Passenger On American Airlines Flight Detained, Had Cell Phone Seized For Taking Photos

A flight attendant for American Airlines wholly-owned regional carrier PSA detained a passenger and confiscated his phone when the plane had arrived at its destination. The passenger explained that they were already on the jet bridge headed into the terminal, but the crewmember wanted to review the phone’s photos to see whether they appeared in any of the shots.

The man, a professional photographer who has done work for airlines, reported that at the request of this flight attendant one of the pilots prevented him from proceeding the rest of the way off the flight and that he was marched back onto the aircraft where the phone was taken out of his hands.

Honest question: can a crew member physically prevent me from getting off of the airplane until I showed them the contents of my phone (they wanted to see the last 3 photos) to verify that I did not take a photo that contained them in it.

— JDL (@photoJDL) October 28, 2022

I had stepped into the jetbridge and the FA had what I think was the pilot or FO block me from going further. Then they brought me back on the plane and the FA demanded I open my phone and show them the last several photos and then took the phone out of my hands to inspect them.

— JDL (@photoJDL) October 28, 2022

To be clear, the passenger explains they were detained and had their property seized by employees of American Airlines Group. And this was done for – at most – suspicion of violating a company policy. And it occurred when the passenger was not even on the aircraft.

Taking photographs on board an aircraft is not illegal in the United States, nor is taking photographs of other people in public. Interfering with various duties, or obstructing people physically are another matter. However airlines often have their own policies against photographing crew without their consent, and an airline might choose not to do business with a passenger over it.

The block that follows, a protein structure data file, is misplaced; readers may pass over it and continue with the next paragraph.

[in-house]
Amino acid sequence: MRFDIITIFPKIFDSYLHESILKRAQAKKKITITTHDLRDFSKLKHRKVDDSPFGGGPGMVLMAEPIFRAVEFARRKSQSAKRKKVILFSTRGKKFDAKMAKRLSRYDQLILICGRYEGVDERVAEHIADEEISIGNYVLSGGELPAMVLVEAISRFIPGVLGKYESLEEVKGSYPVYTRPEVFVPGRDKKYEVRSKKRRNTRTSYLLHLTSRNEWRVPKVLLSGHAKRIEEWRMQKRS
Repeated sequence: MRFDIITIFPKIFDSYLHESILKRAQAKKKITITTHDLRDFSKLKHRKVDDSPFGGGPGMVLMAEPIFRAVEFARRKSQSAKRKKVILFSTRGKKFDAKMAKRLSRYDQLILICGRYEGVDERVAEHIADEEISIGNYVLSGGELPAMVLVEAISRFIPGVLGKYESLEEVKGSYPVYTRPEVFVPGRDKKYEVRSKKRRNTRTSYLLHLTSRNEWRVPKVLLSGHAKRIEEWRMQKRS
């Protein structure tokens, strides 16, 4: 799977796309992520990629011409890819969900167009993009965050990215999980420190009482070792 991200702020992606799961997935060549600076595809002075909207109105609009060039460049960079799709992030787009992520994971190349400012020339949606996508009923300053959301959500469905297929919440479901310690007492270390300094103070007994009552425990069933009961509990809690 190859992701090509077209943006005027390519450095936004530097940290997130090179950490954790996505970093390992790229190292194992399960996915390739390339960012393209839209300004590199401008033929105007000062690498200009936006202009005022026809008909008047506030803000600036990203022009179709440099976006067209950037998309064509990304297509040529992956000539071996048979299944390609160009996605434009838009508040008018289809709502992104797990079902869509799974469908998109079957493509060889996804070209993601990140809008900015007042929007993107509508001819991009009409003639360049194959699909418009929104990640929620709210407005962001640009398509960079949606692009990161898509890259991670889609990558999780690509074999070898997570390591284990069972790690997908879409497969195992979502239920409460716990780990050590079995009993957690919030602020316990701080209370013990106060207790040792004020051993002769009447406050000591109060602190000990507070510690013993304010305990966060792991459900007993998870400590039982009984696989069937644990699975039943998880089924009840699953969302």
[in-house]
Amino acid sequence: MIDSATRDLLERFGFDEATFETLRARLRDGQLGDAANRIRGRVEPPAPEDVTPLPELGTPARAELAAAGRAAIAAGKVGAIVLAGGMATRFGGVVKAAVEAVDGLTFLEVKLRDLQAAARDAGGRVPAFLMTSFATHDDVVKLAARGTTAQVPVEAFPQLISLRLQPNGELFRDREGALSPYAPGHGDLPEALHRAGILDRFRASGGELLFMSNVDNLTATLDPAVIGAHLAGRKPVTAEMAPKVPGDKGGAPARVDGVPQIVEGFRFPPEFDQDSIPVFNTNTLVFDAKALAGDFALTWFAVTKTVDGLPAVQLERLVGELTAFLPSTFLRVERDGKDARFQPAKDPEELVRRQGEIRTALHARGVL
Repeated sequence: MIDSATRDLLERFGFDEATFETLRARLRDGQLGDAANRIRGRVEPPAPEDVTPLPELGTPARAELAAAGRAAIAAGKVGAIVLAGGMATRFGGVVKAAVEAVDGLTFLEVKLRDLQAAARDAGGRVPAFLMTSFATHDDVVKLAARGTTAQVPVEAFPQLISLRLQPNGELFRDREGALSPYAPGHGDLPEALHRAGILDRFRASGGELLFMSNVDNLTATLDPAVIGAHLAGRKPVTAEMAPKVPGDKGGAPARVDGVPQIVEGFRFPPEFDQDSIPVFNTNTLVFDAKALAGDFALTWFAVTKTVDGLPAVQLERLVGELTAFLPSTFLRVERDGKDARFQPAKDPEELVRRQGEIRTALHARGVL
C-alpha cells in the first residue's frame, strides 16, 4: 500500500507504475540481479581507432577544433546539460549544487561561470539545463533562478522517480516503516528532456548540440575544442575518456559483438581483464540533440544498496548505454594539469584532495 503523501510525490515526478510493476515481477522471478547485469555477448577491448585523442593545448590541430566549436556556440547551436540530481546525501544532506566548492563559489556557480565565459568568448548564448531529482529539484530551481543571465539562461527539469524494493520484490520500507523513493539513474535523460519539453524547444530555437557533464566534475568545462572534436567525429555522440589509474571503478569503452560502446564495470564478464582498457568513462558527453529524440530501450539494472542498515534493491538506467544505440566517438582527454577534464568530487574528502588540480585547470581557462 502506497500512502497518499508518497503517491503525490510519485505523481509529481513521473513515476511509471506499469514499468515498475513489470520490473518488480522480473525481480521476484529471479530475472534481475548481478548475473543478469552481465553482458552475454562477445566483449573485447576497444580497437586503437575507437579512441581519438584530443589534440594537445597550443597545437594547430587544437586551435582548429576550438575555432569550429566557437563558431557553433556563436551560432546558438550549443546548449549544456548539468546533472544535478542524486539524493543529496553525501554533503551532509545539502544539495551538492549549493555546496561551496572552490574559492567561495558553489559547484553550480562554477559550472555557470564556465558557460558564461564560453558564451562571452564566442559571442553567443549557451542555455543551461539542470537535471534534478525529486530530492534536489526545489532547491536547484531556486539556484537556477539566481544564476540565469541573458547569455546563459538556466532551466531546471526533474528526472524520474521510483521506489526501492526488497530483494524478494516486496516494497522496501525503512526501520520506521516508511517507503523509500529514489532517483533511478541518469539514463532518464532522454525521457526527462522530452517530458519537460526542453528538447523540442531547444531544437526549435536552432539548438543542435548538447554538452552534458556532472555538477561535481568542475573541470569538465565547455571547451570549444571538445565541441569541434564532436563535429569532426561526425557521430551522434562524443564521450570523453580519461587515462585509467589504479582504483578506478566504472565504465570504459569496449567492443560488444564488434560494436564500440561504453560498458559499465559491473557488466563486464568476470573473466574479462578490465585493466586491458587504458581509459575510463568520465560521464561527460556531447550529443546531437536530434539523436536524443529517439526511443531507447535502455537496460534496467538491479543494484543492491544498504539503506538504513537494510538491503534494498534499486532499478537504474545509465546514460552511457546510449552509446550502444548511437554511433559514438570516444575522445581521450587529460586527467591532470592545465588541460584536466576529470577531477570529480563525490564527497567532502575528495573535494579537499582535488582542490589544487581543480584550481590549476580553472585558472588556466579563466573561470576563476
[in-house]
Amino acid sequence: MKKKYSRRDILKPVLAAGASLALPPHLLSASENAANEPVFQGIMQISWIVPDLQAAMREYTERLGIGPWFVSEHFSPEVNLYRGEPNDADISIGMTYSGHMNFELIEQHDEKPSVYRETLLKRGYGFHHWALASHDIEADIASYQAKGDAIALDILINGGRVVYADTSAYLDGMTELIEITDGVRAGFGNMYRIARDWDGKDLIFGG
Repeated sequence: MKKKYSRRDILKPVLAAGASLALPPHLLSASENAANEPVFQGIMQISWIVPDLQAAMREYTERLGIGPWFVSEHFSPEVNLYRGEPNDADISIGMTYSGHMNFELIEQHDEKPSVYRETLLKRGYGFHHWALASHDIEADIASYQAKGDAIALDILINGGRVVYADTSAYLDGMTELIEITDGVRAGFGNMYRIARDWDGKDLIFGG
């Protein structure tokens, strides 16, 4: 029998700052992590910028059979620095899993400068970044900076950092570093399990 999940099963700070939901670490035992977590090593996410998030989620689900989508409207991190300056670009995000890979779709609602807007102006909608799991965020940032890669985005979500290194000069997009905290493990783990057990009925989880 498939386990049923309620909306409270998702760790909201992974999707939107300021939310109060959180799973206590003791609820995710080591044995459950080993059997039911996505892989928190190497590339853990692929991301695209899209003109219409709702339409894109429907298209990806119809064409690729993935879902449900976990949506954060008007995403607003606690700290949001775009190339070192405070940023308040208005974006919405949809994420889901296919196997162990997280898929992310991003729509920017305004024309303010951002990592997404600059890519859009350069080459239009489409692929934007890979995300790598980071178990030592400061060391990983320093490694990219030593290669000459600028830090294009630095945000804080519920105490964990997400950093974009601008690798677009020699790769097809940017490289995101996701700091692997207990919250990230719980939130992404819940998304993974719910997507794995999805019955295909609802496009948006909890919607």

If passengers hadn’t recorded video of Dr. David Dao being dragged off a United flight, and also of his bloody return, do you think United would have ever changed its story from ‘apologizing for having to re-accommodate passengers’ to declaring the events truly horrific?

The widespread use of cell phone video has become important to document events and create proof when bad things happen.

A spokesperson for American Airlines tells me, “A member of our Customer Relations team has reached out to learn more about the customer’s experience.” The passenger reports that American acknowledges their crewmember should not have touched his phone and that they “had opened an internal investigation on the incident.”

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